True Happiness is a Chocolate Bar
(Jefe started the ‘True Happiness’ topic in the science section, but I thought this story would fit better in ‘Other Reading’).
From time to time during the Battle of Britain, a letter would get through the Rudeltaktik, the German Wolf Pack, the U-boats that prowled the Atlantic threatening to starve us into surrender. (privately, this was Churchill’s greatest fear). The letter from America would be from relatives inquiring about our health, and telling us that a Care package was on the way.
The packages would never come. I suppose, even as you read this, a glass jar that was meant for me is lying intact on the floor of the Atlantic. To begin with it might have had a hand-lettered note taped to it, ‘AUNT ELSIE’S STRAWBERRY JAM FOR UNSMOKED.’ Think of all the brave seamen who died trying to deliver my jar of jam and keep Britain afloat - Roosevelt’s Lend Lease in the face of public opposition.
However, by the spring of 1943 the Enigma Code had been cracked. The mighty Bismark had been sent to the bottom. American hunter-killer groups consisting of escort carriers and destroyers were systematically locating and destroying the U-tankers, severely limiting the range of the Wolf Packs. U-boat commanders couldn’t figure out how the RAF knew where they were. They continued to use the Enigma. 30,000 German U-boat sailors lost their lives out of a total of 39,000 - the highest casualty rate of any armed service in modern war.
Maybe it was around the early spring of ‘43 that a huge convoy of supply ships sailed out of Halifax bound for Southampton, and other ports. Almost all of them made it through. At last the postman brought a Care package to our door.
I’m not sure, but I think the box may have been assembled by an institution rather than our relatives. There were bars of lye soap that could take your skin off! Served the powdered eggs, my sister and I opted for death by starvation. (I heard once that the RCMP, in response to a report that some Eskimos were starving on an ice flow, flew over them and dropped sacks of dry beans! There were no survivors). I’m sure Care Inc. meant well. The tins of corned beef were a godsend. There was also a cardboard box with a picture of a Camel on it, and a large tin of coffee.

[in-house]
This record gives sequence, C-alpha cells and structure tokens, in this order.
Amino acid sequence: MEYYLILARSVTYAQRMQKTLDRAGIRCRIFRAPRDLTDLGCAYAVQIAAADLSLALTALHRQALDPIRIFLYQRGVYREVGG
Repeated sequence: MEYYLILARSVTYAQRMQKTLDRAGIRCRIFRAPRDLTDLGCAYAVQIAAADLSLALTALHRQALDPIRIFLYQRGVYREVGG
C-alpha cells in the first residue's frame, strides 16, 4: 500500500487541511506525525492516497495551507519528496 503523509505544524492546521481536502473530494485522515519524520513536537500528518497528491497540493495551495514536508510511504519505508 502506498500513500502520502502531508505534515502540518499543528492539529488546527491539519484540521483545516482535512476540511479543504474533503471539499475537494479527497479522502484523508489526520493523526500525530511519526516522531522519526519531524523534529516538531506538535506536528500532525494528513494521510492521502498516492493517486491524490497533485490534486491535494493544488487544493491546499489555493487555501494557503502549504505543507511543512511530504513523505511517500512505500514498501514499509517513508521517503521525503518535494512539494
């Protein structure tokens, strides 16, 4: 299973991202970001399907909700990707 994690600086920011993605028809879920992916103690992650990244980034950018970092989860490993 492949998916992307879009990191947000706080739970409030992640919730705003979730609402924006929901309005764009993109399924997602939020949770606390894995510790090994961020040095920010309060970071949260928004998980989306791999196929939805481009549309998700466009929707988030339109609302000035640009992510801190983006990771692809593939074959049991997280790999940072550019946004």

My parents were tea drinkers, and for reasons I still don’t understand, could not smoke Virginia tobacco, at least, could not smoke the Camels.
I was told to suit up for the rain and my mother gave me a cloth shopping bag containing the carton of Camels and the tin of coffee. “Take these to the Yanks doon at Happy Charley’s.
Happy Charley’s was an abandoned brick cabin that was down past the turnip fields, across the Cart river from the shipyards. I don’t know what the Americans were doing there. Maybe they were setting up more anti-aircraft batteries, or stringing rolls of barbed wire around the fields and laying land mines. Maybe they were there to guard against saboteurs at the shipyards. Probably they had a field tent, but had moved into Happy Charley’s hut because it was more comfortable.
I squeezed between the concrete tank barriers and went up the path to the hut. I could hear loud radio music. It was pouring. Barrage balloons floated over the shipyards. Through the fog and rain I could see the flare of welder’s torches. The noise of riveters all but drowned out the cries of gulls. A destroyer was taking shape. Yanks! God help me! I thumped on the plank door.
(to be continued)